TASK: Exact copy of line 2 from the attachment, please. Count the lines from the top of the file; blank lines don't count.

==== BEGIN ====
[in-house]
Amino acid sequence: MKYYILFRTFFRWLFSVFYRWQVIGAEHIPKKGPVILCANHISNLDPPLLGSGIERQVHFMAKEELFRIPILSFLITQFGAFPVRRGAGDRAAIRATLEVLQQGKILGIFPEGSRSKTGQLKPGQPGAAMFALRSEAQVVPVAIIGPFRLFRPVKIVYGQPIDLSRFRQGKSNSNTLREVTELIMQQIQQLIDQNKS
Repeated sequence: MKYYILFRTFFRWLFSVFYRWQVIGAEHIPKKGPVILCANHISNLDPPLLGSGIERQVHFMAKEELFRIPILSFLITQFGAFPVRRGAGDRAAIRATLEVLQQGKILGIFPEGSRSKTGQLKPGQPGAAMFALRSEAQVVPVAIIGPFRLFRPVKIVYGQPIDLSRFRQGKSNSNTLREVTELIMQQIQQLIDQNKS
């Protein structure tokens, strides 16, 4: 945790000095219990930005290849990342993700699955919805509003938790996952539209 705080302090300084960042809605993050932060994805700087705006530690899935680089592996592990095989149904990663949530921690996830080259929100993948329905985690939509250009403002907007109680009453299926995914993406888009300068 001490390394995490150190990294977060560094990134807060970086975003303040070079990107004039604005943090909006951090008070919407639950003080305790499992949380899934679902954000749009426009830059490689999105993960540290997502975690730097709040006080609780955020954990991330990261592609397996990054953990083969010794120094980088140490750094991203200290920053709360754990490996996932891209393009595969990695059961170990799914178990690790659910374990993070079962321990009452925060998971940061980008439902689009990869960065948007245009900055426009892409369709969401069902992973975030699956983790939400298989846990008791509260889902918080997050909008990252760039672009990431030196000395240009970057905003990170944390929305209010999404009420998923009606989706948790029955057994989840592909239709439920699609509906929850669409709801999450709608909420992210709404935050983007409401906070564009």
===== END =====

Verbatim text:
Amino acid sequence: MKYYILFRTFFRWLFSVFYRWQVIGAEHIPKKGPVILCANHISNLDPPLLGSGIERQVHFMAKEELFRIPILSFLITQFGAFPVRRGAGDRAAIRATLEVLQQGKILGIFPEGSRSKTGQLKPGQPGAAMFALRSEAQVVPVAIIGPFRLFRPVKIVYGQPIDLSRFRQGKSNSNTLREVTELIMQQIQQLIDQNKS